What these numerical estimations iron over is that within these concerns of unsustainable energy use in urban areas, are shadow spots of energy poverty and insufficiencies which often go unnoticed in India’s supply focused energy sector. As rural to urban migration increases in search of better economic opportunities, often induced by climate impacts in rural areas, slums and low-income housing will characterize our urban future, giving rise to unregulated and unplanned urban expansion and practices of gaining energy access beyond the formal structures.

Even within formal structures, like in the case of urban development schemes like low-income urban housing, lack of energy concerns can cost India an opportunity to lock-in low carbon consumption patterns and deepen current energy inequities.14 Debnath et al. show, through their research in the slums of Mumbai, the implications of ignoring energy considerations in urban policymaking wherein state slum rehabilitation initiatives have intensified the energy poverty of the beneficiaries.15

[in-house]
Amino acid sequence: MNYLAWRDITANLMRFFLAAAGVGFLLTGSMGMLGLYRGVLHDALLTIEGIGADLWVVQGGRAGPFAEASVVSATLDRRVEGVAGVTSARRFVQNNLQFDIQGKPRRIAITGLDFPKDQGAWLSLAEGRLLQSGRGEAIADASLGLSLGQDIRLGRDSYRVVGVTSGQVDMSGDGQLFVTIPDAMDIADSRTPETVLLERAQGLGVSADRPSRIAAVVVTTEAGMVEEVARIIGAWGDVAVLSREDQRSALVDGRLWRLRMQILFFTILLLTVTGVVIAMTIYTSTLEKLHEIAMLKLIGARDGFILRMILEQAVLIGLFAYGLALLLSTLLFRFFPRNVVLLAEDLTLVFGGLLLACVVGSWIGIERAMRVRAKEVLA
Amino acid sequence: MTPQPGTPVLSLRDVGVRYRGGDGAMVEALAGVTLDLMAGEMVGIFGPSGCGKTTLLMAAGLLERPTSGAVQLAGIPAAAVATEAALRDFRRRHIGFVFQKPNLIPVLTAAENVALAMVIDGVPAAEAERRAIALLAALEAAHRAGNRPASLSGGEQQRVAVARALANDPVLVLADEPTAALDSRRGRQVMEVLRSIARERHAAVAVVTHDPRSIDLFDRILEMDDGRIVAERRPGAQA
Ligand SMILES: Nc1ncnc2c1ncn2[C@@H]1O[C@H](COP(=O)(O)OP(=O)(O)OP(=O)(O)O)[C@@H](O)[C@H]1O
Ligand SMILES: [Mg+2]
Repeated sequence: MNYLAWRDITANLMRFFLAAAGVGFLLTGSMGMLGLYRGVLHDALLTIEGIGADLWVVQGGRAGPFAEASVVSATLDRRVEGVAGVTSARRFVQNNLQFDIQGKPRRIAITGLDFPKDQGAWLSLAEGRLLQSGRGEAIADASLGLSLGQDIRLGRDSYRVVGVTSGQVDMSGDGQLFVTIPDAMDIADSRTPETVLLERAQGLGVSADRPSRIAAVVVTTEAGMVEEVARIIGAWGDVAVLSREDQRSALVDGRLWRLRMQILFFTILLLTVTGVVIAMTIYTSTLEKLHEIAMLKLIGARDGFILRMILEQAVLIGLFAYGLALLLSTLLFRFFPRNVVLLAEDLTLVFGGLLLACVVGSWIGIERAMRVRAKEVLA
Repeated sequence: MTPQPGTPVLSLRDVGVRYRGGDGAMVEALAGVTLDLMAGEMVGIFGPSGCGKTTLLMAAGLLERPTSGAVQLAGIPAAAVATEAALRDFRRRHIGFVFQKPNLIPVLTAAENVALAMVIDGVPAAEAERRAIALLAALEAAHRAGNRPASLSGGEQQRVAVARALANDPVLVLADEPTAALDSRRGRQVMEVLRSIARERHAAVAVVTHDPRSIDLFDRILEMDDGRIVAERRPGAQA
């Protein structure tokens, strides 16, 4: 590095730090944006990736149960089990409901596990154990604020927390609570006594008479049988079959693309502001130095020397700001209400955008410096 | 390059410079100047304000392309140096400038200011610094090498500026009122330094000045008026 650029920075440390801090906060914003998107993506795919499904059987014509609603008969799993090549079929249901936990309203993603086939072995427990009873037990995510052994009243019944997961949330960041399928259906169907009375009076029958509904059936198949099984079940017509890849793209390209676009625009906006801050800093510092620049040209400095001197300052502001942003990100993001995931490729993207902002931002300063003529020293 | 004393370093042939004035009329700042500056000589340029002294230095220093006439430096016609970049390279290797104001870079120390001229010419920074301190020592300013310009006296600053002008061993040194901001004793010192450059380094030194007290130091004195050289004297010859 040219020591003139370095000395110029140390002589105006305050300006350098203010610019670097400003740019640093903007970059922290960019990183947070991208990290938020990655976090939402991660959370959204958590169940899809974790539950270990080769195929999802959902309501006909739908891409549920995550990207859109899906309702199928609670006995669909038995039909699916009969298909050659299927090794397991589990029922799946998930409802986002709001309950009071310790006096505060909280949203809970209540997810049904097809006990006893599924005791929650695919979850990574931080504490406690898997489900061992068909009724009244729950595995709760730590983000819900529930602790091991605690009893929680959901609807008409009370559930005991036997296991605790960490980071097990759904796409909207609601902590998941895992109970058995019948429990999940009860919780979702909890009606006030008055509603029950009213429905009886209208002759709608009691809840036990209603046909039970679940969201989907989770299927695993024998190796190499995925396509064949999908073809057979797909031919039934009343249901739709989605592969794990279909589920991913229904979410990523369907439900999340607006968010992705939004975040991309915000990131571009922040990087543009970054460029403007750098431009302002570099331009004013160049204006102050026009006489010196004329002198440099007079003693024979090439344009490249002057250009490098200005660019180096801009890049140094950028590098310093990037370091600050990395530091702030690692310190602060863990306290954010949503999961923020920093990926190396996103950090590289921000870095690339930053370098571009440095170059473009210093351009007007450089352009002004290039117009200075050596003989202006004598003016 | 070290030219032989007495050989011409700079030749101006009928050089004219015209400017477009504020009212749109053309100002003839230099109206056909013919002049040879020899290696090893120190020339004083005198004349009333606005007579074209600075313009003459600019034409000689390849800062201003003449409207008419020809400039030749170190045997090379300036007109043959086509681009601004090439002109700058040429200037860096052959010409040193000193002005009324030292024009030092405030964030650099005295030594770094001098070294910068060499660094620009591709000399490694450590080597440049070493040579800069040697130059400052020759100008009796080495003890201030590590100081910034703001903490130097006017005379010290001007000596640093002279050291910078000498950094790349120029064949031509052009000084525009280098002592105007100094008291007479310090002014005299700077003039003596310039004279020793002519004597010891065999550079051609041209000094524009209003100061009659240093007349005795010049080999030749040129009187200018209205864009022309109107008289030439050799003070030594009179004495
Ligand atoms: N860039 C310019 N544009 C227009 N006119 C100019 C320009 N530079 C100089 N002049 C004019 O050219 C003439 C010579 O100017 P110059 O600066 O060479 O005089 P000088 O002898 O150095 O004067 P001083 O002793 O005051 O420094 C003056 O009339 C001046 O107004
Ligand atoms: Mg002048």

Other forms of energy poverty and injustices are more embedded and derived in nature but particularly relevant to Indian urban spaces. Urban air pollution and urban heating, often experienced by the authors of this issue of Seminar through the airconditioned bubbles of their rooms, demonstrate the localized injustices where benefits of modern energy technologies and their externalities are unfairly distributed. The above discussion brings home the fact that it is not just the urban landscape that is shaping India’s energy pathway, but India’s energy transition choices are also shaping the urban.